Adventureland (2009): Directed by Greg Mottola

After directing the offbeat comedy “Superbad,” which was a huge commercial hit, writer-director Greg Mottola gets more serious but less impressive in both capacities in “Adventureland,” a formulaic youth movie of the pains of first true love.
Over a decade ago, Mottola made an interesting if flawed feature debut in “The Daytrippers,” which narratively is still his most original work. He then joined the Judd Apathow comedy factory and directed several episodes of his FOX TV show “Undelared,” which led to his breakthrough film, “Superbad,” scripted by Seth ogen and produced by Apathow.


Essentially a high concept picture, thematically speaking, Mottola’s third feature is his weakest, a combo of a overly familiar comedy about the anxiety of facing real adulthood and a sweet and innocent love story, set against the horrific background of an amusement park, where the protag and his cotterie hold wat could be described as jobs from hell.

Revisiting his past, Mottola pays tribute to a Long Island amusement park, where he worked while studying film at Columbia University in the late 1980s. The main reason to see this semi-autobiographical comedy about the coming-of-age of an uptight, intellectual young man is Jesse Eisenberg, who previously made a strong impression in Noah Bombach’s “The Squid and the Whale.”  In many ways, Eisenberg’s new character is a logical evolution of the one he played in the 2005 film, which was also based on its director’s personal experience.


“Adventureland” received its first screening at the 2009 Sundance Film Festival (in the Premiere section) to mixed critical reaction, and Miramax will release the picture in the U.S. April 3.  Co-star Kristen Stewart sored big in “Twilight,” and hopefully her fans will make a point ot check out her new, also angst-ridden picture.


Though billed as a comedy, there is not much humor in this ultra-familiar saga, in which all the characters are types, and most of the adults are stereotypes.  The film’s most colorful elements are its setting, an amusement park, and the wall-to-wall music, about 30 pop songs, which inject energy into the saga when it sags, which is quite often.  Unfortunately, “Adventureland” is straight and straightforward film about the pains of first true love, as experienced by two youths that are outcasts, albeit for different reasons.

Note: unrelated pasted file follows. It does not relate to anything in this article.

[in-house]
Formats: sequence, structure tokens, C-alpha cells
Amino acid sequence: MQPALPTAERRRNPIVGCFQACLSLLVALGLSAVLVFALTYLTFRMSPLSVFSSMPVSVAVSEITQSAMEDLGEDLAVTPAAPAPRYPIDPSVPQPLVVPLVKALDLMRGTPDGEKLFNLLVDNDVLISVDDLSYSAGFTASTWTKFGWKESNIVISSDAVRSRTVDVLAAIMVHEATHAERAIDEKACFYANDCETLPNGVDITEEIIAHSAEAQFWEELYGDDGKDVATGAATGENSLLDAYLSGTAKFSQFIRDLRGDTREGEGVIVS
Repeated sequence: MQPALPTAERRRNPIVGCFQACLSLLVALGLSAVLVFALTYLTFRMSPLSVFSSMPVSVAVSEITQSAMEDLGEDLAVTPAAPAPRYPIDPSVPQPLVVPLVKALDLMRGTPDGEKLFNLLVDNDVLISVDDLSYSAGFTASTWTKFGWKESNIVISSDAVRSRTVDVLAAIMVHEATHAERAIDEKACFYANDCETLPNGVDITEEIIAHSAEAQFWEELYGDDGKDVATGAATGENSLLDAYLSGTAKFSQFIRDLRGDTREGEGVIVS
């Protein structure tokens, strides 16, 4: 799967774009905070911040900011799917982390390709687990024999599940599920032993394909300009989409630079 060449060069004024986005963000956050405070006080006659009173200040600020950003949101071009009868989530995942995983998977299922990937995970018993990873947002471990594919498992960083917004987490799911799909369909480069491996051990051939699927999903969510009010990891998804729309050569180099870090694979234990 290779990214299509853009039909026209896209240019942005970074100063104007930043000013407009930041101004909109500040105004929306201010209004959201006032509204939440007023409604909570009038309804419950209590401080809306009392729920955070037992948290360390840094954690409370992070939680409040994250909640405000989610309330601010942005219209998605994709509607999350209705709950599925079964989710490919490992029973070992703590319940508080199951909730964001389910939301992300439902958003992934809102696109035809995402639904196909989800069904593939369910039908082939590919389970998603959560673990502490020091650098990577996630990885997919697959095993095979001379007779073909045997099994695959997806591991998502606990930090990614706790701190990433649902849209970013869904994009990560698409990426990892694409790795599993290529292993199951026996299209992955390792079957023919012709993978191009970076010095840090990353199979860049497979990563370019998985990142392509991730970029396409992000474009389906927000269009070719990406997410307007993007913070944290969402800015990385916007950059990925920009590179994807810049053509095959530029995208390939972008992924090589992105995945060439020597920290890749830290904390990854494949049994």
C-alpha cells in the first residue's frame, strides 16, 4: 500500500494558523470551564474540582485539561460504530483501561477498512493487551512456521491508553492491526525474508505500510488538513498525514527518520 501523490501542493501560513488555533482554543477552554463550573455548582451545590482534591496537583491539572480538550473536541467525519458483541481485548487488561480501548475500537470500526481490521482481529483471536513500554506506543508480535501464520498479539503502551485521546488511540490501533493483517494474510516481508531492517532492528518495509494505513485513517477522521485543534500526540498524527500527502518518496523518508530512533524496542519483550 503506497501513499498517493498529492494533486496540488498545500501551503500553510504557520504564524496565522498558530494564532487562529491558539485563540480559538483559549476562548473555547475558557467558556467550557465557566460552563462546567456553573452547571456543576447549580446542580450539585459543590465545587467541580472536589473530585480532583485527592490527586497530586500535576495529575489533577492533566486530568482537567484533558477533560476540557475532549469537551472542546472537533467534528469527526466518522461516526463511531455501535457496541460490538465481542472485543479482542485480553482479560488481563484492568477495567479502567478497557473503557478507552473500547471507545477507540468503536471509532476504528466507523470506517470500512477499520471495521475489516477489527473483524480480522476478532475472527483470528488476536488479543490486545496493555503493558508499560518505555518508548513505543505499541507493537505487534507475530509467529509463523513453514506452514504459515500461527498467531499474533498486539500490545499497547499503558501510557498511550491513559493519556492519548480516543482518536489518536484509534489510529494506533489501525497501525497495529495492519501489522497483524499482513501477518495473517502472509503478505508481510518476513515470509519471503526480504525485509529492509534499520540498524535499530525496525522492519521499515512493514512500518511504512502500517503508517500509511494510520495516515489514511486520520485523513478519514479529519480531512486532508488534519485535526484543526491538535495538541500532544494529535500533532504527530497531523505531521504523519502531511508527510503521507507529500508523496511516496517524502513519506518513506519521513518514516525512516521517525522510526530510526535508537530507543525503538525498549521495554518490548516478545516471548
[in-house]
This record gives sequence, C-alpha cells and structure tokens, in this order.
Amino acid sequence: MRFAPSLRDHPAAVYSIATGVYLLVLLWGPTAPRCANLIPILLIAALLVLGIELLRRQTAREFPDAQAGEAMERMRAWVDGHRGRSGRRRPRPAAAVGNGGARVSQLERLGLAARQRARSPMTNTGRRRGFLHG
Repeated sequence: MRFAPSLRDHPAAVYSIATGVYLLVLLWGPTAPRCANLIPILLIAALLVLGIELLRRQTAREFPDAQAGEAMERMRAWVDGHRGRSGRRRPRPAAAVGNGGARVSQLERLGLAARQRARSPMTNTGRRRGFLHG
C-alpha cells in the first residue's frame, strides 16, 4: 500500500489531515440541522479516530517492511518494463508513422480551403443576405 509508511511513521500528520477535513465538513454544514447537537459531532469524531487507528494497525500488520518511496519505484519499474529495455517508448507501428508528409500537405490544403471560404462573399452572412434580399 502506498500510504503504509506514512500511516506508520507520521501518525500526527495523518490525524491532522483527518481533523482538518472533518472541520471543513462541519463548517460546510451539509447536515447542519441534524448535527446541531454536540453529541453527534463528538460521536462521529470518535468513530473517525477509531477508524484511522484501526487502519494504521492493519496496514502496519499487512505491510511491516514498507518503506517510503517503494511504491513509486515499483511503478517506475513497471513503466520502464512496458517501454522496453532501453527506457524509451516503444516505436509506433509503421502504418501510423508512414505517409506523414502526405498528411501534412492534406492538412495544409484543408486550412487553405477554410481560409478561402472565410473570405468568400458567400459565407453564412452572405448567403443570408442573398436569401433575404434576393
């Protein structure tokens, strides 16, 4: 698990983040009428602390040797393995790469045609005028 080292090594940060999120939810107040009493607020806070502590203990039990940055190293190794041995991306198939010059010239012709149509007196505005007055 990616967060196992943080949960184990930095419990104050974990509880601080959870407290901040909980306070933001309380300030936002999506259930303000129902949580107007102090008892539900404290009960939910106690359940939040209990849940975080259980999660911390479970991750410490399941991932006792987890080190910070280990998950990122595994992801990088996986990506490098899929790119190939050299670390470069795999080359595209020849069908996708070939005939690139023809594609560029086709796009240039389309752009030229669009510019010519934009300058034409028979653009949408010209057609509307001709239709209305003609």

Set in the 1980s, during the Reagan administration, defined by retro-conservative ideology and mainstream family values, the film ‘s text itself is a retro, revisiting the turf of John Hughes’ youth movies, while throwing into the mix a touch of Todd Solondz’s quirky sensibility, as manifest in “Welcome to the Dollhouse” and “Palindromes.”


A funky Pennsylvania amusement park, named Adventureland, defines the existence of the recent college graduate James Brennan’s (Jesse Eisenberg), a bright, sensitive kid who aspires to be a writer and attend Columbia’s prestigious school of journalism.


Disenchanted, James previously had big dreams to spend the summer on a life-altering trek through Europe that would initiate him into exciting adult life. But when his family suffers an economic downturn in the midst of the Reagan 1980s, James’ summer adventure boils down to a minimum-wage job manning a game booth so bankrupt, no one is even allowed to win the giant-ass stuffed panda.